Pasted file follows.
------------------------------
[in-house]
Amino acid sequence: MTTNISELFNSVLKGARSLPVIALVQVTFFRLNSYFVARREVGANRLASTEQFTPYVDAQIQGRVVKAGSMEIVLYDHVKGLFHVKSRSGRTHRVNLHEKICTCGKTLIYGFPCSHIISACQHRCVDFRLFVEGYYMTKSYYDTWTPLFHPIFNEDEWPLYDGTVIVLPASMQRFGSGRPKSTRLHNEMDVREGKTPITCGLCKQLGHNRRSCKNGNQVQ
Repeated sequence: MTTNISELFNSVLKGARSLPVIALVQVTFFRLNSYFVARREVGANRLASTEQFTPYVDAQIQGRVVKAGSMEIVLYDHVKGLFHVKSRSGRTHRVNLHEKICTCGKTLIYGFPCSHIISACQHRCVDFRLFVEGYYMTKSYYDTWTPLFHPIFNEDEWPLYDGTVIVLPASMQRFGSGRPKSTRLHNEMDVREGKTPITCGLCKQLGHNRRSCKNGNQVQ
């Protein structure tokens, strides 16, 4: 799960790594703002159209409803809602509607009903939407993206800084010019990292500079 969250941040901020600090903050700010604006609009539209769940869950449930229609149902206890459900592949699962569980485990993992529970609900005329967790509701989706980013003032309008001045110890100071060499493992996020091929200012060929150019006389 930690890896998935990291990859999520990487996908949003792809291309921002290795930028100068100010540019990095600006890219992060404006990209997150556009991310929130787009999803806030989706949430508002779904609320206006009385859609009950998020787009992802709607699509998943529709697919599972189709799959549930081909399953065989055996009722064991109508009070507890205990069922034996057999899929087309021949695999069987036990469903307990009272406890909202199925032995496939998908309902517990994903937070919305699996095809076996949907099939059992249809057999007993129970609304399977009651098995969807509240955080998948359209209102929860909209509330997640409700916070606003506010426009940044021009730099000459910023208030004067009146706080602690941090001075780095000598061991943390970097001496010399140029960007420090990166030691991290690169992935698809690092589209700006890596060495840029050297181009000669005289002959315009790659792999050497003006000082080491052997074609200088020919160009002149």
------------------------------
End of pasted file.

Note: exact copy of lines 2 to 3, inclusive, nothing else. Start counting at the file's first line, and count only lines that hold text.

Amino acid sequence: MTTNISELFNSVLKGARSLPVIALVQVTFFRLNSYFVARREVGANRLASTEQFTPYVDAQIQGRVVKAGSMEIVLYDHVKGLFHVKSRSGRTHRVNLHEKICTCGKTLIYGFPCSHIISACQHRCVDFRLFVEGYYMTKSYYDTWTPLFHPIFNEDEWPLYDGTVIVLPASMQRFGSGRPKSTRLHNEMDVREGKTPITCGLCKQLGHNRRSCKNGNQVQ
Repeated sequence: MTTNISELFNSVLKGARSLPVIALVQVTFFRLNSYFVARREVGANRLASTEQFTPYVDAQIQGRVVKAGSMEIVLYDHVKGLFHVKSRSGRTHRVNLHEKICTCGKTLIYGFPCSHIISACQHRCVDFRLFVEGYYMTKSYYDTWTPLFHPIFNEDEWPLYDGTVIVLPASMQRFGSGRPKSTRLHNEMDVREGKTPITCGLCKQLGHNRRSCKNGNQVQ